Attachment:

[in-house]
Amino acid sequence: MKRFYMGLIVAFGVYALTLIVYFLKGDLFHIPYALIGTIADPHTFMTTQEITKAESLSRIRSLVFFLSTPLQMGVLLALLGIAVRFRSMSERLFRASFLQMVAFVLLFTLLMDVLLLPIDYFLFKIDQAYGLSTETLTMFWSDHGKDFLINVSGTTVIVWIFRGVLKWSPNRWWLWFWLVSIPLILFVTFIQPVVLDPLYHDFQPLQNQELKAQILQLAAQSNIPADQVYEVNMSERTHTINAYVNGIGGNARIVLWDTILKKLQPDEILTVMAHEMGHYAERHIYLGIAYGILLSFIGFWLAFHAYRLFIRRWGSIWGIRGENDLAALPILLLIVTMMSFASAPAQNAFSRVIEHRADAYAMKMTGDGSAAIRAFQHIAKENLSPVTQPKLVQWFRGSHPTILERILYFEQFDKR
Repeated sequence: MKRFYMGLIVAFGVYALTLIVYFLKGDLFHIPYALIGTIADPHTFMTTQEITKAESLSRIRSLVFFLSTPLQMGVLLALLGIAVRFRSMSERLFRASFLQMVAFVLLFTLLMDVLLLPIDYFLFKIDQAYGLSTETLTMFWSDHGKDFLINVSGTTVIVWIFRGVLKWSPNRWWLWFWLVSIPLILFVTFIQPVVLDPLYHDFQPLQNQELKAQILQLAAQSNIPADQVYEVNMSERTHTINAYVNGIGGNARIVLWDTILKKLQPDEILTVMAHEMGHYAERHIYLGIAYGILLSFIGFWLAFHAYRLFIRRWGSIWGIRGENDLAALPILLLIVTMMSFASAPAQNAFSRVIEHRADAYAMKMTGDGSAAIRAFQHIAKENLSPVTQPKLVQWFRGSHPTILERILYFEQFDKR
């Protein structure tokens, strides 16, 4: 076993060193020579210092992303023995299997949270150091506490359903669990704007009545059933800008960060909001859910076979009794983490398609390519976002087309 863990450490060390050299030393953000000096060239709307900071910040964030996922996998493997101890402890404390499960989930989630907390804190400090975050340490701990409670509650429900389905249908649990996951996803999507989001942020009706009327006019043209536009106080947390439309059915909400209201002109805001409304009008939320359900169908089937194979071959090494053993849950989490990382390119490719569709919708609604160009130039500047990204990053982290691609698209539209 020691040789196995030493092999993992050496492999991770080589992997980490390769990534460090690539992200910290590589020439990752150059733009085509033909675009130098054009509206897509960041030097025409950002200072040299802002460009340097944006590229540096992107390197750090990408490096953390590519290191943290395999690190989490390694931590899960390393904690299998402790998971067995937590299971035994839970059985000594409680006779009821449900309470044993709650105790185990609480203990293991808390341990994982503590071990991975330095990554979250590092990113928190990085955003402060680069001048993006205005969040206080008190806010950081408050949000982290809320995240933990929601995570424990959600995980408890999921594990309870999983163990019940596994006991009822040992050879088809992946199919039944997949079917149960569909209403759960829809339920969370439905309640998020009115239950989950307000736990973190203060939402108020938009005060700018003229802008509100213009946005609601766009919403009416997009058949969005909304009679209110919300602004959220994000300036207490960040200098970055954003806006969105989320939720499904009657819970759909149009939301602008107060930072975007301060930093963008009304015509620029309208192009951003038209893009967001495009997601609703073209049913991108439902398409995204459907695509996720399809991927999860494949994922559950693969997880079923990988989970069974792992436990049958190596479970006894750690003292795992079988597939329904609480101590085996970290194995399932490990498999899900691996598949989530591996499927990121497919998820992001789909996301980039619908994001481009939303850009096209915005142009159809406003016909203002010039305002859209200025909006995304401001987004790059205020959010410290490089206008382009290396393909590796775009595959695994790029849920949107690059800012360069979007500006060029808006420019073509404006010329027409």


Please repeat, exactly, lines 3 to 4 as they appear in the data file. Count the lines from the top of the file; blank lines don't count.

Repeated sequence: MKRFYMGLIVAFGVYALTLIVYFLKGDLFHIPYALIGTIADPHTFMTTQEITKAESLSRIRSLVFFLSTPLQMGVLLALLGIAVRFRSMSERLFRASFLQMVAFVLLFTLLMDVLLLPIDYFLFKIDQAYGLSTETLTMFWSDHGKDFLINVSGTTVIVWIFRGVLKWSPNRWWLWFWLVSIPLILFVTFIQPVVLDPLYHDFQPLQNQELKAQILQLAAQSNIPADQVYEVNMSERTHTINAYVNGIGGNARIVLWDTILKKLQPDEILTVMAHEMGHYAERHIYLGIAYGILLSFIGFWLAFHAYRLFIRRWGSIWGIRGENDLAALPILLLIVTMMSFASAPAQNAFSRVIEHRADAYAMKMTGDGSAAIRAFQHIAKENLSPVTQPKLVQWFRGSHPTILERILYFEQFDKR
């Protein structure tokens, strides 16, 4: 076993060193020579210092992303023995299997949270150091506490359903669990704007009545059933800008960060909001859910076979009794983490398609390519976002087309 863990450490060390050299030393953000000096060239709307900071910040964030996922996998493997101890402890404390499960989930989630907390804190400090975050340490701990409670509650429900389905249908649990996951996803999507989001942020009706009327006019043209536009106080947390439309059915909400209201002109805001409304009008939320359900169908089937194979071959090494053993849950989490990382390119490719569709919708609604160009130039500047990204990053982290691609698209539209 020691040789196995030493092999993992050496492999991770080589992997980490390769990534460090690539992200910290590589020439990752150059733009085509033909675009130098054009509206897509960041030097025409950002200072040299802002460009340097944006590229540096992107390197750090990408490096953390590519290191943290395999690190989490390694931590899960390393904690299998402790998971067995937590299971035994839970059985000594409680006779009821449900309470044993709650105790185990609480203990293991808390341990994982503590071990991975330095990554979250590092990113928190990085955003402060680069001048993006205005969040206080008190806010950081408050949000982290809320995240933990929601995570424990959600995980408890999921594990309870999983163990019940596994006991009822040992050879088809992946199919039944997949079917149960569909209403759960829809339920969370439905309640998020009115239950989950307000736990973190203060939402108020938009005060700018003229802008509100213009946005609601766009919403009416997009058949969005909304009679209110919300602004959220994000300036207490960040200098970055954003806006969105989320939720499904009657819970759909149009939301602008107060930072975007301060930093963008009304015509620029309208192009951003038209893009967001495009997601609703073209049913991108439902398409995204459907695509996720399809991927999860494949994922559950693969997880079923990988989970069974792992436990049958190596479970006894750690003292795992079988597939329904609480101590085996970290194995399932490990498999899900691996598949989530591996499927990121497919998820992001789909996301980039619908994001481009939303850009096209915005142009159809406003016909203002010039305002859209200025909006995304401001987004790059205020959010410290490089206008382009290396393909590796775009595959695994790029849920949107690059800012360069979007500006060029808006420019073509404006010329027409």